Lavrinenko, Olga. ” Socio-economic and Socio-political Origins of Technocratic Populism in the Czech Republic and Nativism in Hungary”, Populism 3, 2 (2020): 257-287.

Abstract

This article investigates the socio-economic and socio-political origins of populism in the Czech Republic and Hungary, discussing the reasons for the national specificity of the populism. Despite the similar triggers that had led to the strengthening of the populists, the nature of the populism in these countries is different. In the Czech Republic, populism has a technocratic nature, while in Hungary—a nativist. I presume that the rise of the unemployment rate as the result of the 2008 Great Recession contributed to the decline in the confidence towards the national and the EU parliament as well as to the rise of the negative attitudes towards migrants. In their turn, the lower level of institutional trust and the negative attitudes towards the migrants correlate with the voting for the populist parties on the national and the European elections.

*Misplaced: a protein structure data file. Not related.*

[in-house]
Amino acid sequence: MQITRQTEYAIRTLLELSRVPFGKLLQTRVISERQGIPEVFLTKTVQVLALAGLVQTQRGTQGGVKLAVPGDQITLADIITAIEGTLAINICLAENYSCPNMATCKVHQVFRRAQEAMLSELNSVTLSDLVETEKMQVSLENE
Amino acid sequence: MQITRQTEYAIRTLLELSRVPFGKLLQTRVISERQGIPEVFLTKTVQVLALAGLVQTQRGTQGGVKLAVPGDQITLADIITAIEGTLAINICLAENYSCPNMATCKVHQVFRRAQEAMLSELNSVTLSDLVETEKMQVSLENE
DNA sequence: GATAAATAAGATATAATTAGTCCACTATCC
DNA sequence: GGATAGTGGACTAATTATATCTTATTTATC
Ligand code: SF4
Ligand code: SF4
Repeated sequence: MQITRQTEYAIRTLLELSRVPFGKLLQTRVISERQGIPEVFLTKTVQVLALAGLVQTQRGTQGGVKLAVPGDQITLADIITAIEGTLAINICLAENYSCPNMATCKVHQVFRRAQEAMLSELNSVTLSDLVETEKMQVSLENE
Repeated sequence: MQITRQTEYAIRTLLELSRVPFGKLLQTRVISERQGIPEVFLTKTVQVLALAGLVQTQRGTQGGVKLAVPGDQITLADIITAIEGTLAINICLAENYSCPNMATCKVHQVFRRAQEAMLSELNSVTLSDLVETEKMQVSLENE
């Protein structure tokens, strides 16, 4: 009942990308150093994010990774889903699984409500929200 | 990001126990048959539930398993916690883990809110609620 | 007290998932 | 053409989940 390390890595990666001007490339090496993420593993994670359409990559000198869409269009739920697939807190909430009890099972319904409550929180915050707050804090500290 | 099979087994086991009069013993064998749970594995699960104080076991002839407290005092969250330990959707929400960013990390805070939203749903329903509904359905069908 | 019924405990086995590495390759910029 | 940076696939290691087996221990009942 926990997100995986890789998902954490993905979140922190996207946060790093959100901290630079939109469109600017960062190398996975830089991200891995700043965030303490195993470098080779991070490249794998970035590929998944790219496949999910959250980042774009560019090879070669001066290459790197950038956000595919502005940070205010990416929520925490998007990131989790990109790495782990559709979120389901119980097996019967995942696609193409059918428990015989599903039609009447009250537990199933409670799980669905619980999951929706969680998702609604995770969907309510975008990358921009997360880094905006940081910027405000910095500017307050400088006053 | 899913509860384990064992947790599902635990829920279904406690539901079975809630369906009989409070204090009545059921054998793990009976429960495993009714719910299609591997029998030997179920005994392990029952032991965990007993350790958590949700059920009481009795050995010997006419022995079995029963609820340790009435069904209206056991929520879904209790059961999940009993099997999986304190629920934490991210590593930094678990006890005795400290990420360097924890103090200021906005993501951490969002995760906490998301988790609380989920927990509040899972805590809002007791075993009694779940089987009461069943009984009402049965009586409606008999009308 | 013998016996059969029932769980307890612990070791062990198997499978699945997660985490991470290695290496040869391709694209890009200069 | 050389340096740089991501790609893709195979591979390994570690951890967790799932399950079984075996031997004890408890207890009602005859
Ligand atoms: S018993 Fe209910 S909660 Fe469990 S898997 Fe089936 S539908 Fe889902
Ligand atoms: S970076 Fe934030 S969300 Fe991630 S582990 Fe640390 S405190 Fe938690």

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The Illiberalism Studies Program studies the different faces of illiberal politics and thought in today’s world, taking into account the diversity of their cultural context, their intellectual genealogy, the sociology of their popular support, and their implications on the international scene.